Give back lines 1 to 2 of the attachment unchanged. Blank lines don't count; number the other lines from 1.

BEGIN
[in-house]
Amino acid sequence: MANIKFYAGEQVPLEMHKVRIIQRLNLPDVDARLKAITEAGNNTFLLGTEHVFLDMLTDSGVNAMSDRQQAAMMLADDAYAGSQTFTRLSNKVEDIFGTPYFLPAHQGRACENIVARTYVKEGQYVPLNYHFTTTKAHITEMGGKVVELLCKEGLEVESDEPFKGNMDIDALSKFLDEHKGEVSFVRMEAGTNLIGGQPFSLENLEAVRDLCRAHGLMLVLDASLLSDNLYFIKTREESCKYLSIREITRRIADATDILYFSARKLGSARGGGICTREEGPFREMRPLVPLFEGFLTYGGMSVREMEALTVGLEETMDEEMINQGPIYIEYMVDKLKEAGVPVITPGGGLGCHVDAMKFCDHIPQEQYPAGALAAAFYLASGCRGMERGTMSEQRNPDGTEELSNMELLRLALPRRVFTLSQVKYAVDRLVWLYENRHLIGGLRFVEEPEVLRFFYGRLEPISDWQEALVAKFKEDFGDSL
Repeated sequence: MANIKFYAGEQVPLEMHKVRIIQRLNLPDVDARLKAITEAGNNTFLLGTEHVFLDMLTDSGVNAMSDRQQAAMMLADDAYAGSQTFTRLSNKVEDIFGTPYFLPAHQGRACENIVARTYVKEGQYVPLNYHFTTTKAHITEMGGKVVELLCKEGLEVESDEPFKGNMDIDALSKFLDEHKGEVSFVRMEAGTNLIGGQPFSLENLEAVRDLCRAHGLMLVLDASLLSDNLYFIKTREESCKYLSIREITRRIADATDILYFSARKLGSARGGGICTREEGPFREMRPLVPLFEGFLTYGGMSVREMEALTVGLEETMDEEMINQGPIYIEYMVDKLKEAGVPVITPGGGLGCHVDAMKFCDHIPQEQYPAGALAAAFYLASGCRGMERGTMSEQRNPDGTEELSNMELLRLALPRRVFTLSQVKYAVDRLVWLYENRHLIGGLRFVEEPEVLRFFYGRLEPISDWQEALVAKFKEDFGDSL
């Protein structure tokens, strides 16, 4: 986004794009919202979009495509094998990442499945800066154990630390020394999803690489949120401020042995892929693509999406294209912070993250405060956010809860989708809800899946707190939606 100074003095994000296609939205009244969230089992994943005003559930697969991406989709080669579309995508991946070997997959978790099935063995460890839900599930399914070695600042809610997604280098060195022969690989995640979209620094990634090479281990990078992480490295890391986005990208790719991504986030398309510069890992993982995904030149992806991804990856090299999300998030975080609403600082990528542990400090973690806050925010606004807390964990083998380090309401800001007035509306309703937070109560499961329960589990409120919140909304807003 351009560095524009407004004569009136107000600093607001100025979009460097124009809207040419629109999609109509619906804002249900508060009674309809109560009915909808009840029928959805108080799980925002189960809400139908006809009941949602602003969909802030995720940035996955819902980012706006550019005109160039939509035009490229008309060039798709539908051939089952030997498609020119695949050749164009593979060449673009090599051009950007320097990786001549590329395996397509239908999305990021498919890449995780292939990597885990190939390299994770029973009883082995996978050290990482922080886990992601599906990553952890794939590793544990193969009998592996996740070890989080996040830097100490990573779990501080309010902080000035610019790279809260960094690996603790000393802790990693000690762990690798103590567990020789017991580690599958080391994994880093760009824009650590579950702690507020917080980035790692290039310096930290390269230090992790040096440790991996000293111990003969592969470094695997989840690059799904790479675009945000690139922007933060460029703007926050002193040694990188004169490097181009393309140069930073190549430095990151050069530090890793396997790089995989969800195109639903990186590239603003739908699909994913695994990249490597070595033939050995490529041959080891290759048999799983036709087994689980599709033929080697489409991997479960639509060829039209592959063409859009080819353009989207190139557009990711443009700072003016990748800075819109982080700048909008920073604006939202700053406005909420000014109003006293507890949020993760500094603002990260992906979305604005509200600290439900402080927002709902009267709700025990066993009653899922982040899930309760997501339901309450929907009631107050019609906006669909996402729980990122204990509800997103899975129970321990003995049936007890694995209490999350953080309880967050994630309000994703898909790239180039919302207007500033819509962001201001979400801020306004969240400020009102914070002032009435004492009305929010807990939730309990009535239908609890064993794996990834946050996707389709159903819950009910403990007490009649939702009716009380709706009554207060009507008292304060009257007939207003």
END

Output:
[in-house]
Amino acid sequence: MANIKFYAGEQVPLEMHKVRIIQRLNLPDVDARLKAITEAGNNTFLLGTEHVFLDMLTDSGVNAMSDRQQAAMMLADDAYAGSQTFTRLSNKVEDIFGTPYFLPAHQGRACENIVARTYVKEGQYVPLNYHFTTTKAHITEMGGKVVELLCKEGLEVESDEPFKGNMDIDALSKFLDEHKGEVSFVRMEAGTNLIGGQPFSLENLEAVRDLCRAHGLMLVLDASLLSDNLYFIKTREESCKYLSIREITRRIADATDILYFSARKLGSARGGGICTREEGPFREMRPLVPLFEGFLTYGGMSVREMEALTVGLEETMDEEMINQGPIYIEYMVDKLKEAGVPVITPGGGLGCHVDAMKFCDHIPQEQYPAGALAAAFYLASGCRGMERGTMSEQRNPDGTEELSNMELLRLALPRRVFTLSQVKYAVDRLVWLYENRHLIGGLRFVEEPEVLRFFYGRLEPISDWQEALVAKFKEDFGDSL